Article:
Potatoes are some of the easiest vegetables to grow and store, and with varieties ranging from crisp red to buttery gold, they can play a starring role in a great number of culinary delights. Start your very own crop using these guidelines.


Choose from our selection of quality, certified, seed potatoes. We offer only the best varieties for our area. Each whole seed potato yields approximately 3-5 golf ball-sized chunks that will each become a potato plant. Each plant can produce between 8 and 15 potatoes, so use these estimated numbers to calculate how many you need to purchase to get your ideal harvest.


Cut the seed potatoes into golf ball-sized chunks with 2-3 eyes each. Cure your seeds by laying the chunks out on a flat dry surface (cookie sheet) to dry for at least 3 to 4 days before planting. Once they are dry, dust them with 2 tablespoons of sulfur powder per pound.


Dig a trench about 6-8 inches deep and 4 inches wide. Place the cured pieces in the bottom, roughly 12 inches apart, and backfill with about 4 inches of loose, compost-rich soil. The soil needs to be very lightweight to allow maximum aeration and space for the proper formation of rot-free potatoes. Once the plants have grown to be about 8 inches tall (about a month after planting), add another 4 inches of your loose compost-rich soil. This process is called “hilling” and you will repeat it until your trench is filled a little beyond the top. Each time you “hill” your plants, be careful not to cover more than 1 half of the plant’s stem.


Fill an empty container two-thirds with rich, organic potting soil like our Nature's Creation Potting Mix. Place the cured seeds in the bottom, allowing about 12 inches in between them, and cover loosely with more potting mix. Once you have an 8-inch tall plant, add enough soil to cover half to two-thirds of it. Continue this process until you reach the top of the container. Do not reuse potting soil from previous seasons as it may contain diseases!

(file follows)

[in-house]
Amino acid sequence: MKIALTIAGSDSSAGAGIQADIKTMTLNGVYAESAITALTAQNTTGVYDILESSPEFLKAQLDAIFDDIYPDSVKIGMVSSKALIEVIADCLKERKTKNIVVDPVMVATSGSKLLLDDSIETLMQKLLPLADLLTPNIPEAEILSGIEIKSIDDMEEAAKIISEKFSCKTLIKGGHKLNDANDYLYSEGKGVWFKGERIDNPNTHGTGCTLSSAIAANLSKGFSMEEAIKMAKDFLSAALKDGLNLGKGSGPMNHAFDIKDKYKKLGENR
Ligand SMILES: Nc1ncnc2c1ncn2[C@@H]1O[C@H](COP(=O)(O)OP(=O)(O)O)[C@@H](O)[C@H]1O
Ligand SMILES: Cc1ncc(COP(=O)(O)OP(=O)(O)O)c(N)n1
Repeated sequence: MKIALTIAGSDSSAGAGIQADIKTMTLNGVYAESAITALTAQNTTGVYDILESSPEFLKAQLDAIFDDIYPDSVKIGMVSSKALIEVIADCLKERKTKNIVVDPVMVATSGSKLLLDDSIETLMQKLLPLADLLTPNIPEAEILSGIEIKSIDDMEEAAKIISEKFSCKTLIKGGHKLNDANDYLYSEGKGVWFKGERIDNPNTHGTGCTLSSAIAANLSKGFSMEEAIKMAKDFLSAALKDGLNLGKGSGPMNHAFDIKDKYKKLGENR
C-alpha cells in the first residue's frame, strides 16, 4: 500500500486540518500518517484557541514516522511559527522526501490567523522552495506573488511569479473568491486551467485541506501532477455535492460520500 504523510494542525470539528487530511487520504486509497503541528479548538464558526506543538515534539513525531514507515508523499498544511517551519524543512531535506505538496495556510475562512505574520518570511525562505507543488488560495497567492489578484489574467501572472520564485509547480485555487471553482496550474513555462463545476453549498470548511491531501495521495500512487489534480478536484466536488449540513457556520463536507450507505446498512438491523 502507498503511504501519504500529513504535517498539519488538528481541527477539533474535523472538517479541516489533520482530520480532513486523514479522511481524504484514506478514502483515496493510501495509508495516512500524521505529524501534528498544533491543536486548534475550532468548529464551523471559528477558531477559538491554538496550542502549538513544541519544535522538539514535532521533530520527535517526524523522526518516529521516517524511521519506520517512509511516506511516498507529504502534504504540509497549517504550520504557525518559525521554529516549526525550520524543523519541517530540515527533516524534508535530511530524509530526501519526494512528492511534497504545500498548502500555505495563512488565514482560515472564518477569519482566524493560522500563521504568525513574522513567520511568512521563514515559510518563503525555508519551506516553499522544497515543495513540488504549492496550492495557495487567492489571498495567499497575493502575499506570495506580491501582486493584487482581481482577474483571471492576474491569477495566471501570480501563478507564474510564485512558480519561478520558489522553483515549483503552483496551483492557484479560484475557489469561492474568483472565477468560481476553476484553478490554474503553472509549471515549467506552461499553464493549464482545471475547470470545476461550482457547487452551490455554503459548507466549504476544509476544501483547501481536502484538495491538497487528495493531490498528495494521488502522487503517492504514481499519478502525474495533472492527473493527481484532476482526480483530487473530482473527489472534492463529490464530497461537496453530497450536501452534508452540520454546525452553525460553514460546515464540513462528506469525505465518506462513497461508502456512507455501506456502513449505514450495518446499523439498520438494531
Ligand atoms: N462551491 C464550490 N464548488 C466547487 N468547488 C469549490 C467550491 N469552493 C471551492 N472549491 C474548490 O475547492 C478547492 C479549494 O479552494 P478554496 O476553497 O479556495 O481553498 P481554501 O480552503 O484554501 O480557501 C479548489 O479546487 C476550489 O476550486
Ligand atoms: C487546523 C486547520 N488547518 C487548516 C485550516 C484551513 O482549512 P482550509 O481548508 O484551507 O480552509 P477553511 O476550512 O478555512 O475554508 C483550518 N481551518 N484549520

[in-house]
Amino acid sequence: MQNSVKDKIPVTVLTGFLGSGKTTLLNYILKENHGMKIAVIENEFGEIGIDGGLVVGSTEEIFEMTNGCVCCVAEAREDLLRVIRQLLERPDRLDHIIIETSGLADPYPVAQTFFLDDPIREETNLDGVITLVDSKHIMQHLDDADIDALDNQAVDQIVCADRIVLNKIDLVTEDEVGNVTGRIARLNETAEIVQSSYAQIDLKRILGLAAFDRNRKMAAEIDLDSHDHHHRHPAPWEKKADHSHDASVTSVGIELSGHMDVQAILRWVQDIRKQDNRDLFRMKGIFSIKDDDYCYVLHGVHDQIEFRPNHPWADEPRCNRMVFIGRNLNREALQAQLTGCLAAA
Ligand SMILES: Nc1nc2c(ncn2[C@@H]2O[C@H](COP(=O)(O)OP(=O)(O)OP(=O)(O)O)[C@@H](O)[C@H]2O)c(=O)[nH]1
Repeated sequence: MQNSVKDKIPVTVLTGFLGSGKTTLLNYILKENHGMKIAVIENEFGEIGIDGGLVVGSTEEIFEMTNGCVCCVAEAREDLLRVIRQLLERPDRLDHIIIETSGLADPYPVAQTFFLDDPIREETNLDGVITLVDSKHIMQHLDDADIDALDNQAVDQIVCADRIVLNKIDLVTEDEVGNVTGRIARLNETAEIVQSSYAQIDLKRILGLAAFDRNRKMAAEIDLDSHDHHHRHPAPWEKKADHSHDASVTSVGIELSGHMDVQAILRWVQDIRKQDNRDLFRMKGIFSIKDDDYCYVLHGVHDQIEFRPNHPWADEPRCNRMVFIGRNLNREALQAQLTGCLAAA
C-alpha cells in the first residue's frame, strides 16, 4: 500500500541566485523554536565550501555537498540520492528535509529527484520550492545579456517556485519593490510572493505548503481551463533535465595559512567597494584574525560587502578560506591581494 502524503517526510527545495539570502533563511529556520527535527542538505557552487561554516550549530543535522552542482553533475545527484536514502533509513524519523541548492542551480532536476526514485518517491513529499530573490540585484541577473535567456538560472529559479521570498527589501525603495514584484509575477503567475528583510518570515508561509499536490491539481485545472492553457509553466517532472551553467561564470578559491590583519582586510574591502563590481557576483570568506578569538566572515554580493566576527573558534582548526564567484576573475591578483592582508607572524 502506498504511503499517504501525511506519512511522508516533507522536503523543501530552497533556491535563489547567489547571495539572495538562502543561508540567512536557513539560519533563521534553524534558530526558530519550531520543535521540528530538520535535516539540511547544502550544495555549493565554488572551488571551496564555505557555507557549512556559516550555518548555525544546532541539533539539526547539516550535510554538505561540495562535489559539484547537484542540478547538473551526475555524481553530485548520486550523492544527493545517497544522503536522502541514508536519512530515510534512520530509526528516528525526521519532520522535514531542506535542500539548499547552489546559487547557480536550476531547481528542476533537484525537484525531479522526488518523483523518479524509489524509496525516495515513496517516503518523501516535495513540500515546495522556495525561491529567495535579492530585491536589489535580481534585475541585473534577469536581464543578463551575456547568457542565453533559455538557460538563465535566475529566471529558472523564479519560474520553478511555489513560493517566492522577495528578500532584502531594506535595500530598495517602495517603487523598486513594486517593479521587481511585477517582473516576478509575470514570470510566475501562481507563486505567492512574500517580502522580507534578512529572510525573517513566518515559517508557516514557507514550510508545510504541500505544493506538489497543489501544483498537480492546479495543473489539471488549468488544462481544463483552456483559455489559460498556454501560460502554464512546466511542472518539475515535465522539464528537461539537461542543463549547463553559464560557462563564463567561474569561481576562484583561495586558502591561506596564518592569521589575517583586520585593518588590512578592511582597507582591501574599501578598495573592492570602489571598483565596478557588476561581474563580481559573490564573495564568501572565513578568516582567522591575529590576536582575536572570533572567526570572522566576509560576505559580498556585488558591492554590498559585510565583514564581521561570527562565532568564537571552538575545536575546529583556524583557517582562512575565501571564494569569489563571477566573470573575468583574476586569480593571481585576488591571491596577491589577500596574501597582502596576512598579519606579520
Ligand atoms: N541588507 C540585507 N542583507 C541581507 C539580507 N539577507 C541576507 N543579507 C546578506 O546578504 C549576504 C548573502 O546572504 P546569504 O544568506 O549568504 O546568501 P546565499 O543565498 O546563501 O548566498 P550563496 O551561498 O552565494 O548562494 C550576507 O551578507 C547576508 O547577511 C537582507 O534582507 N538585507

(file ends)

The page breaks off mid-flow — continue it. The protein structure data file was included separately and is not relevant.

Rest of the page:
Water early in the morning to prevent fungal issues. Should you notice any fungus, treat it immediately with an organic fungicide and do at least one repeat application per product instructions. You may feed your potatoes with Microlife 6-2-4 by mixing some in with your base soil at the time of planting, and then working it into the surface of your planting area at monthly intervals throughout the growing season.


Potatoes start forming as soon as you see flowers on your plants. For “baby” potatoes (AKA fingerlings or new potatoes), you can harvest some from just under the surface using a hand fork. For full-size potatoes, wait until about 2 weeks after the foliage dies down sometime in summer. Carefully use a garden fork if your potatoes are in the garden. If you’ve used the container method, simply empty the container and collect your potatoes. Add the leftover soil to your compost pile.


Brush excess soil off by hand and resist the urge to wash them before storage, because they will actually store longer with a little soil on them, and simply wash them before preparing. Store the potatoes in a single layer in a cool, dry place, like a newspaper-lined crate, or other storage bin that allows airflow.

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